In a minor dispute, it might be easy to know what to address. If the conflict has deeper roots, is more complex or is more significant in another way, you’ll need to prioritise the order in which you address each aspect. You can’t resolve everything at once in a more complicated conflict.
14. Make a plan
For each part of the conflict, starting with the ones you’ve decided are the highest priority, talk about how both of you can mutually work on doing better going forward. Look for common values and goals and find ways to work toward those. Emphasise that this is about working together and having cooperative conversations, not just tolerating each other. Agree to have follow-up meetings to assess how things are going.
15. Follow through
Few things make conflict worse than failing to keep a promise that’s supposed to be part of the resolution. And if you break your word, future conflicts will be that much worse and that much harder to resolve. So, it’s really important you do what you say you’re going to do.
Also, if you’re a manager or in another position of power that’s higher than those of the others involved in the conflict, be aware that the other parties may be expecting you not to stick with the plan, to pay lip service to your promises, and to basically just let things carry on the same way. Be a great leader and show the other parties that you meant what you said. You’ll see a more concerted effort on their end to do their part as a result.
Learn to use these conflict resolution strategies consistently and with purpose and you’ll excel in any endeavour you put your mind to.
There are all sorts of reasons conflicts occur in the workplace, and it would be impossible to list them all. There are different personalities at play, competitiveness, jealousy, misunderstandings, and so on. Sometimes a person is going through a personal crisis and the stress spills over into the workplace. Sometimes two people just don’t get along that well. And if you and your workers (if you’re a manager) are going to lean into uncomfortable feelings like these, so you can all work together toward goals you share, you will all need good conflict resolution skills.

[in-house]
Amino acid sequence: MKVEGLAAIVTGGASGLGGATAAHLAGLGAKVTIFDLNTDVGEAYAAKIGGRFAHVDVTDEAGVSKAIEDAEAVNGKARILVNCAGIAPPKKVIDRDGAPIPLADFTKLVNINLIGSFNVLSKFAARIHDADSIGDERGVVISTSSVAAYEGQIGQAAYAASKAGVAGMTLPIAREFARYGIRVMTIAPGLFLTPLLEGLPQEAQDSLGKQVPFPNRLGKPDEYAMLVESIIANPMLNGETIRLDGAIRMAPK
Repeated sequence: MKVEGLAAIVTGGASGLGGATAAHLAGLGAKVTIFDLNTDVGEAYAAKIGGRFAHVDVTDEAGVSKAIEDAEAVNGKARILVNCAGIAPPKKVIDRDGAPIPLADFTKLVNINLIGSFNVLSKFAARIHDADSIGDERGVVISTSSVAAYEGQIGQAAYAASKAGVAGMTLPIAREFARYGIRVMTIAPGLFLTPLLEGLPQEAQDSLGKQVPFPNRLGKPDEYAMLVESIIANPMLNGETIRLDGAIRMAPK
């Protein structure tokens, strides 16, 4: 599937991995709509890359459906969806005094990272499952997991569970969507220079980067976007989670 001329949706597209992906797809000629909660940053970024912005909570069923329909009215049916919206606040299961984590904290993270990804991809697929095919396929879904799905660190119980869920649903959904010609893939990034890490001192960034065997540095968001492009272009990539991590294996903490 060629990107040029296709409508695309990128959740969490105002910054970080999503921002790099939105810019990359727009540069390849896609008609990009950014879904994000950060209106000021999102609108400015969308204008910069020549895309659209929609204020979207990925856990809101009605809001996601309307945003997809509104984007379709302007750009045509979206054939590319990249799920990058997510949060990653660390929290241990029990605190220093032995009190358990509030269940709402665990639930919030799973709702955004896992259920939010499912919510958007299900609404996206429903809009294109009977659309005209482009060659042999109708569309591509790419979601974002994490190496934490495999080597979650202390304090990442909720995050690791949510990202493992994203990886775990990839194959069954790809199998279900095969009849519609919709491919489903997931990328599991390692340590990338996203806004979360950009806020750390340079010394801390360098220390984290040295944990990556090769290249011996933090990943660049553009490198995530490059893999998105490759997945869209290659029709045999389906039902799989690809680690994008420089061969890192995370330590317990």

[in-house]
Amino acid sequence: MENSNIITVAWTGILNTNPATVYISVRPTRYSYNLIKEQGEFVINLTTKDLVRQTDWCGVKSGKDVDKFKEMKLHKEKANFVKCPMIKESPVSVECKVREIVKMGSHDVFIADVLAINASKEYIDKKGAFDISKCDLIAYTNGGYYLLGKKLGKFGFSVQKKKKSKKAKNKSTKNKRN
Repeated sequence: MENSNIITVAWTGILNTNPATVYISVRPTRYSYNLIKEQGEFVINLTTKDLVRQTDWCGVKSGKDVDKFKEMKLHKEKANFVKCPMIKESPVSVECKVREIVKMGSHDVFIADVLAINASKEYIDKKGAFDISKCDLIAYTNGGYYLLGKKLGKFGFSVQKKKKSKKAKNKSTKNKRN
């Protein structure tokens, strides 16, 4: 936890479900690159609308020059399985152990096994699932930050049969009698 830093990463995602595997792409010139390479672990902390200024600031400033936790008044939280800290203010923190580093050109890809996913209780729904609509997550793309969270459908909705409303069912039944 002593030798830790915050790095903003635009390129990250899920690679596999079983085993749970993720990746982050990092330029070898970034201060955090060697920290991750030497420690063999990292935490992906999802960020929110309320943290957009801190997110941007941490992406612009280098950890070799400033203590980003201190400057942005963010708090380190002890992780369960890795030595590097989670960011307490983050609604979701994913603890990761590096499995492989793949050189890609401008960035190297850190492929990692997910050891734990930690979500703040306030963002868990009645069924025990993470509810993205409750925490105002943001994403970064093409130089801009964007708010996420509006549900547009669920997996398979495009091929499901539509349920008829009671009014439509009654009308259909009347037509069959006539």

Conflict resolution skills are critical for any good leader. Workplace conflict is going to test all those skills, so they need to be up to the task. With good conflict resolution techniques, you’ll be promoting effective workplace communication, helping with stress management, and improving job satisfaction.
And whether or not you’re a leader, you’ll find strong conflict resolution skills and strategies to be one of the most important focuses for your self-improvement efforts. With them, you can build beneficial relationships and achieve the most amazing accomplishments because you’ll be able to move beyond conflict in the directions you value most.
Your conflict resolution strategies may not produce a perfect outcome all the time, but if you can reach the point where all involved feel they’ve been heard fairly, that their concerns are going to be addressed, and that you all have shared goals you’d like to work towards, you’ll be richly rewarded.
We hope these conflict resolution examples will help you navigate challenging situations going forward. If you would like to take your conflict resolution skills to the next level, we can recommend two options:
- Dedicated conflict management training — this is a good option if you’d like to pursue employment as a conflict resolution specialist
- Prosocial @ Work training and facilitation — this is a good option if you’d like to develop your conflict management skills beyond what you can accomplish without training and would also like to understand the tools and techniques you can use to prevent conflict and improve group productivity
And when you find yourself in a situation that’s beyond your level of skill, we hope you’ll let us help you learn to be more psychologically flexible, to notice what you’re feeling and thinking, and to move towards who and what is important to you.
AUTHOR Michelle Trudgen, Clinical Director, ACT Curious.
CONTACT US 📞 0438 922 979 (Australia Wide) email: email@example.com
DISCLAIMER The content of this blog is not intended to be a substitute for professional medical advice, diagnosis, or treatment.